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Calling for Change

Forget about free trade agreements, hydroelectric dams, and paved roads. The most important tool for spurring development in poor countries might just fit in the palm of your hand. "Mobile phones are more critical [to development] than physical infrastructure," says University of Michigan management expert C.K. Prahalad. Easy communication helps people negotiate deals, get goods ...

Forget about free trade agreements, hydroelectric dams, and paved roads. The most important tool for spurring development in poor countries might just fit in the palm of your hand. "Mobile phones are more critical [to development] than physical infrastructure," says University of Michigan management expert C.K. Prahalad. Easy communication helps people negotiate deals, get goods to market, and access important services, such as banking or insurance.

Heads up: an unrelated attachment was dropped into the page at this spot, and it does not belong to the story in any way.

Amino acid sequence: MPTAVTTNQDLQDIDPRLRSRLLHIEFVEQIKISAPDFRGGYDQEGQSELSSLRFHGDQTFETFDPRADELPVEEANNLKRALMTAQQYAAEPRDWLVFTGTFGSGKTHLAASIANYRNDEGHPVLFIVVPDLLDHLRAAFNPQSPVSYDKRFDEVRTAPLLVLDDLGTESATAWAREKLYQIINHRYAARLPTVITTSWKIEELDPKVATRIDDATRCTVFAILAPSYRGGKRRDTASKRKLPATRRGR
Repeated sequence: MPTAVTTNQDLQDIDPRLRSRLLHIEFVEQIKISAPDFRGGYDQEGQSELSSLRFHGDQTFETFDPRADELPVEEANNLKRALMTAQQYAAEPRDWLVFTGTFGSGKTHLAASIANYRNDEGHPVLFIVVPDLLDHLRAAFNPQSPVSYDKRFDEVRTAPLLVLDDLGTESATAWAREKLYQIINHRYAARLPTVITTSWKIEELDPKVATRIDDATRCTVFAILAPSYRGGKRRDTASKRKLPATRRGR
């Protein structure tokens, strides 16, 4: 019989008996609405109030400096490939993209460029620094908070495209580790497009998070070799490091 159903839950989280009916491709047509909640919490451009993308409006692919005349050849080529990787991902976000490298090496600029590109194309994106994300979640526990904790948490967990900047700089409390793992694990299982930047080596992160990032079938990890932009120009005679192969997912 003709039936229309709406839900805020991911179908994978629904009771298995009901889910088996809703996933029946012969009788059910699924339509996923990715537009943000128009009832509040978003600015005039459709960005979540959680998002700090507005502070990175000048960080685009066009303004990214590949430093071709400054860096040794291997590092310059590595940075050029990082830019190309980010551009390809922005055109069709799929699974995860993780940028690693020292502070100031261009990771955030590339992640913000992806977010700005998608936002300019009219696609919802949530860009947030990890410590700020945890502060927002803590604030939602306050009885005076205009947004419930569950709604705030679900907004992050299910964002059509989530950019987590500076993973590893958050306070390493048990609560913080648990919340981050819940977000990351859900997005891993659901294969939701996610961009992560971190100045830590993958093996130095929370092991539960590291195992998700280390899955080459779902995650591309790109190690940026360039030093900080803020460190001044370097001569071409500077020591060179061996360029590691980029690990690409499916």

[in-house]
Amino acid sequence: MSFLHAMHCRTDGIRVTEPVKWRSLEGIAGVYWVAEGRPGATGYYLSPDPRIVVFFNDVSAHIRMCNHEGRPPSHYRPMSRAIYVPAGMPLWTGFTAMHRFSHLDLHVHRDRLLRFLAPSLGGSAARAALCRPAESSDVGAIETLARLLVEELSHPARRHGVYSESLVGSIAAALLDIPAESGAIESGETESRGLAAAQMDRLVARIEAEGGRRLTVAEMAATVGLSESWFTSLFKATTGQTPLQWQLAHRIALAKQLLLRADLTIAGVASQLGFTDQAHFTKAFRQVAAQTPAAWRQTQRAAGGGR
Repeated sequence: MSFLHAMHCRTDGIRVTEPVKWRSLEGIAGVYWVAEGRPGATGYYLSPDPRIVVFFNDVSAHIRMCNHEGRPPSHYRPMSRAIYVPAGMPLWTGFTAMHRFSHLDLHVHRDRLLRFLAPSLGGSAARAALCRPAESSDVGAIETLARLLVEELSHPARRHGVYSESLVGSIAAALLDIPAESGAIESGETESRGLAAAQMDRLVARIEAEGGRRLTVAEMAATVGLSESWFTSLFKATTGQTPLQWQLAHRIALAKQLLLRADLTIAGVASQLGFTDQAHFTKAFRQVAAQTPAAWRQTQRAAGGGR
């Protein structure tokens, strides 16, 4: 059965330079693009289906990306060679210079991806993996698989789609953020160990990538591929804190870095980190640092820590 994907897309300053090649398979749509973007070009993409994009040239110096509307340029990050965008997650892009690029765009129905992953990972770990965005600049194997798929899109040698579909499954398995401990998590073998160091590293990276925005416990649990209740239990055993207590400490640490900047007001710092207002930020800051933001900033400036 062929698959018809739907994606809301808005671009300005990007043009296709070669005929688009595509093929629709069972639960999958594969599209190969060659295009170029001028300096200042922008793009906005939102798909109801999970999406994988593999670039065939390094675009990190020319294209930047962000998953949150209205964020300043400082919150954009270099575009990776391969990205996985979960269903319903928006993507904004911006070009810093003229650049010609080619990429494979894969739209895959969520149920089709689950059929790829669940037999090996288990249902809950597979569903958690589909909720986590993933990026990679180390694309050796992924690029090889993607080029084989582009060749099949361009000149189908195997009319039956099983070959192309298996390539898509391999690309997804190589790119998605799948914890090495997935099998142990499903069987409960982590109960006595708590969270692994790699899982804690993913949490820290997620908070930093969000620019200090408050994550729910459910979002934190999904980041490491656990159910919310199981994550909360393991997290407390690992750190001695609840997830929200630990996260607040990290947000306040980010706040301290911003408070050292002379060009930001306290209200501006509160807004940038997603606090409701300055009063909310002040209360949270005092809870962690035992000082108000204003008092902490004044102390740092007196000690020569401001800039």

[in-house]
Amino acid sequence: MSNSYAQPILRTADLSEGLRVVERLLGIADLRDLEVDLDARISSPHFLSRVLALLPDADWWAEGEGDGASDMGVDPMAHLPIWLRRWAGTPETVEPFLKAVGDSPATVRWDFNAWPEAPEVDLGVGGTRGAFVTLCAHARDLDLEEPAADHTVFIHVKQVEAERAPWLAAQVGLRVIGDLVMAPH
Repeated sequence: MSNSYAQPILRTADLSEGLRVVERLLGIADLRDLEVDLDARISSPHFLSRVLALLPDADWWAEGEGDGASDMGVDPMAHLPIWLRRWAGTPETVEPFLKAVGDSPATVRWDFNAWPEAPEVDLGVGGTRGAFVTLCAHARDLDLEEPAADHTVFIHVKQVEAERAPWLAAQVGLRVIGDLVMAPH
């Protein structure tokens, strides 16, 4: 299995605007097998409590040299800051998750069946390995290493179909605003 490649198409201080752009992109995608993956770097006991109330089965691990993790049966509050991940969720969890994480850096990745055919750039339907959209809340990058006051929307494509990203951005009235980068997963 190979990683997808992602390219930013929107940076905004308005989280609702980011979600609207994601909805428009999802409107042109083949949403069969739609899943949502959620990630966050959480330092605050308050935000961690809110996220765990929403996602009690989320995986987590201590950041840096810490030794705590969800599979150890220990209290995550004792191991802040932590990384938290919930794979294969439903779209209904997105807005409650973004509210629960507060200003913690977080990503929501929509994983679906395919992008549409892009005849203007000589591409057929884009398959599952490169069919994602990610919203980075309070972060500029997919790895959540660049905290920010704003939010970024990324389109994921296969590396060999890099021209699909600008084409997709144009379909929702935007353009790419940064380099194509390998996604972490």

The trouble is, the cost of mobile handsets remains out of reach for most of the world’s poorest people. Experts say that cutting the average price of a mobile telephone from $60 to $30 would double the number of users in the developing world, adding 930 million phones to poor countries by 2010.

That’s why the GSM Association, a London-based trade group, recently hosted a competition that promised cell phone manufacturers a contract to supply 6 million handsets to 10 mobile companies operating in emerging markets from Bangladesh to Uganda, if they could produce a $30 phone. Motorola’s C113a took the prize. The 3-ounce phone is encased in durable plastic, has text-messaging capability and a long battery life, and forgoes a costly color display.

Still, selling phones in the far reaches of the developing world remains a challenge. Motorola’s solution? Drive vans it calls "motobuses" into remote villages to sell the phones to customers. That’s the kind of roaming that may actually help the poor.

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